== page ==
Love it or hate it, but you cannot ignore cryptocurrencies. Monetary historians point out that even Nobel laureate economist Milton Friedman had foreseen the emergence of cryptocurrencies when, in 1999, he said, “The one thing that is missing but will soon be developed is a reliable e-cash, a method whereby on the internet you can transfer funds from A to B without them knowing each other.” Not that he was talking Bitcoin, but many see it as the first mention of a digital currency by an economist of his repute and someone who spoke positively about it.
Globally, the interest in the future of cryptocurrencies, which are built on the Web3 technology or blockchains, has risen tremendously. There are two schools of thought that fiercely defend their antagonistic positions on cryptocurrency. On the one side, there are tech theorists and companies which conceptualised it and want to replace fiat currencies with it. “Cryptos were designed to be unalloyed global commons. They were premised on the maxim of distributive justice. The first generation of blockchains had serious monetary ambitions. They focused on creating a currency with a strong deflationary touch,” says A Damodaran, a professor at the Indian Institute of Management, Bangalore, about the ideals with which cryptocurrencies were developed. On the other side, these idealists were pitted against central banks, which see cryptocurrency posing challenge to their sovereign rights over money supply in the economy.
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The origin of Bitcoin is attributed to a white paper written by “Satoshi Nakamoto” in 2008. This simple statement hides two curious facts which have made naysayers suspicious about the whole concept. First, no one knows who Satoshi Nakamoto is. It could be an individual or a group of smart people who proposed a financial idea that has caught the imagination of, first, young techies and, then, young investors. Second, the white paper was written at a time when the existing global financial system seemed to have crashed. Many people believe that the two events are connected and the idea of replacing fiat money with a seemingly open-source model emerged more out of the need to try out a new financial model rather than some do-gooder anarcho-capitalists taking on inflation-driven central bankers.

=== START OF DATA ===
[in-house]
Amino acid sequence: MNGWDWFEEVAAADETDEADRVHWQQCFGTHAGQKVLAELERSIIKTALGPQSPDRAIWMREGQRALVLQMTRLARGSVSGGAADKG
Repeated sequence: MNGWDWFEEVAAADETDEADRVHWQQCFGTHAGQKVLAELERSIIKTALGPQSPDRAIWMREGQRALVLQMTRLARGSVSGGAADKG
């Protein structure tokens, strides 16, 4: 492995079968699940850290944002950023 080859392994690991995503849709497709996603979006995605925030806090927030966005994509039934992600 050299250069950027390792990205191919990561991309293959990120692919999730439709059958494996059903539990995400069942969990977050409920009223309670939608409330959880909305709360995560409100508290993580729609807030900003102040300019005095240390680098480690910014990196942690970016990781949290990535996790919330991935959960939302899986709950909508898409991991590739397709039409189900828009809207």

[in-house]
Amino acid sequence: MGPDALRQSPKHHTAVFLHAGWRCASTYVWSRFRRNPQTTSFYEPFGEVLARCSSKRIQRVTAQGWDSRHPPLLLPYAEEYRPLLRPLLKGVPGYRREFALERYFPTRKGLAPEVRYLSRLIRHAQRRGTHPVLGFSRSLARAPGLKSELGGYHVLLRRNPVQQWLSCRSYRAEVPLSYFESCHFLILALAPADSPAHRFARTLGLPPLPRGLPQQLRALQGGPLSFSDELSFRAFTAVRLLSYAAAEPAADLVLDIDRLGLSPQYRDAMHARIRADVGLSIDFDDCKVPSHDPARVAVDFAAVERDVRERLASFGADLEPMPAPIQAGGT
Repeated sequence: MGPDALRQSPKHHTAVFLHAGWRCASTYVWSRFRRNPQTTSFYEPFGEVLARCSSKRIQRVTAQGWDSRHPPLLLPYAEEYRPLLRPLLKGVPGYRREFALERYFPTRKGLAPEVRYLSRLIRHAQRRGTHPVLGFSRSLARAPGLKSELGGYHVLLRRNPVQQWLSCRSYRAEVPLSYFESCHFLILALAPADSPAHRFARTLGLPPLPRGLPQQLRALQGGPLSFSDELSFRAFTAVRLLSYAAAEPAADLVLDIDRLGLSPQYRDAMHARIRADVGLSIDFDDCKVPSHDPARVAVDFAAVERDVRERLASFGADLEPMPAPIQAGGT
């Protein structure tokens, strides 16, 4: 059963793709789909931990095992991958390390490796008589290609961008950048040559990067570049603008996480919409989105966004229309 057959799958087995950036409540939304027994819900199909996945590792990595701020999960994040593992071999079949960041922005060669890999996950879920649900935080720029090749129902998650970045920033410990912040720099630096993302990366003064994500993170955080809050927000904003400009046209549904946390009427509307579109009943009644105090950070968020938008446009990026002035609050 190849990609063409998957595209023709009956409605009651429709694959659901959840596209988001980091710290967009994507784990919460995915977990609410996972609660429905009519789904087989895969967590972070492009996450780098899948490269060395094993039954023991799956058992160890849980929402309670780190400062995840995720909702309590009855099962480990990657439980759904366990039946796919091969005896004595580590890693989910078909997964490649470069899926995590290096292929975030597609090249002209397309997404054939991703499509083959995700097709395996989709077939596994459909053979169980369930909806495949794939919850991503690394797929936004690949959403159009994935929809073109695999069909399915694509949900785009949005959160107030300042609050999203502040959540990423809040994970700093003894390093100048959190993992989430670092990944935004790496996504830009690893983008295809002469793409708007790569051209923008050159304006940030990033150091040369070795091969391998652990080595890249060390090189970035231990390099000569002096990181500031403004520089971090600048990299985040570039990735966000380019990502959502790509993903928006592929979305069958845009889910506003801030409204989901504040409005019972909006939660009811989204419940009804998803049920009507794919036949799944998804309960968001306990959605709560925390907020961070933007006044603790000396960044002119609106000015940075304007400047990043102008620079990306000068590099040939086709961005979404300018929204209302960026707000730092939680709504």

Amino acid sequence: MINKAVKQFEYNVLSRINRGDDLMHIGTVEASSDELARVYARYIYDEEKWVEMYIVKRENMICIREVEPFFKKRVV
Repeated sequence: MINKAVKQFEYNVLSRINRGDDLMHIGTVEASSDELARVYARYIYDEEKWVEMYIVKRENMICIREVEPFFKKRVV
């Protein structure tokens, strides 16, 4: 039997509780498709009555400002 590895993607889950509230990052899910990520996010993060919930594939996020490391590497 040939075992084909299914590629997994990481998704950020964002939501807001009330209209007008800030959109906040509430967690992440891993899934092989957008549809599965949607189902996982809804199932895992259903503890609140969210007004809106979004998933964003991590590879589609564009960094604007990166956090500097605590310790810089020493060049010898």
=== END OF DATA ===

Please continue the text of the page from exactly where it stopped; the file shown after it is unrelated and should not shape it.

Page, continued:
Whatever may be the reason of its rise, the reality now is that with each passing year, a huge amount of money is being poured by venture capitalists in the crypto sector, so much so that even traditional investors who were initially averse to the sector have had a change of heart. The Oracle of Omaha Warren Buffet, who once called crypto “a rat poison” recently bought $1 billion worth of stocks in a crypto-centred digital bank. Buffett’s company Berkshire Hathaway made its crypto investment public with a regulatory filing with the US Securities and Exchange Commission, revealing a stock purchase of $1 billion in Nubank, a digital bank based in Brazil. If the global crypto sector needed one big endorsement for legitimacy, this is it.
Buffet’s change of stance on cryptocurrencies is symptomatic of the change in the economy that has been introduced by Web3, which is threatening the old-world order. From being accepted by companies to pay salaries in different parts of the world to countries like El Salvador that have made Bitcoin one of its many legal tenders, cryptocurrencies have come a long way and are here to stay for a long time.
Though estimates vary, there seem to be around 6,700 cryptocurrencies in the world, with a total market capitalisation of around $2.5 trillion. With different characteristics and use cases, every cryptocurrency has the potential to grow in its multiples over the next day. The risks associated with the development of cryptocurrency use cases are equally high and this is why, in the words of former RBI governor Raghuram Rajan, “most cryptos are unlikely to survive with high values going forward”.
Industry watchers believe that the potential of cryptocurrency as currencies has given way to its utility as a tradable asset. The mushrooming of crypto exchanges all around the world has happened due to continued interest of institutional investors in them. It also soothes the nerves of central bankers who are happy to see the challenge to fiat take a different route.
However, the challenge, while it lasted, opened up the possibility of an e-currency, which government and central banks the world over want to experiment with. The Bahamas, China and Nigeria have taken the lead in launching their own central bank digital currencies (CBDC). Finance minister Nirmala Sitharaman also announced in her budget address in February that India would soon launch its blockchain-based CBDC.
If there is one contribution that the crypto sector has made to the financial system, it is CBDC. While El Salvador is the only country that still feels that a cryptocurrency can be a legal tender, for the rest of the world, the fiat aspect of crytocurrency has metamorphosed into CBDCs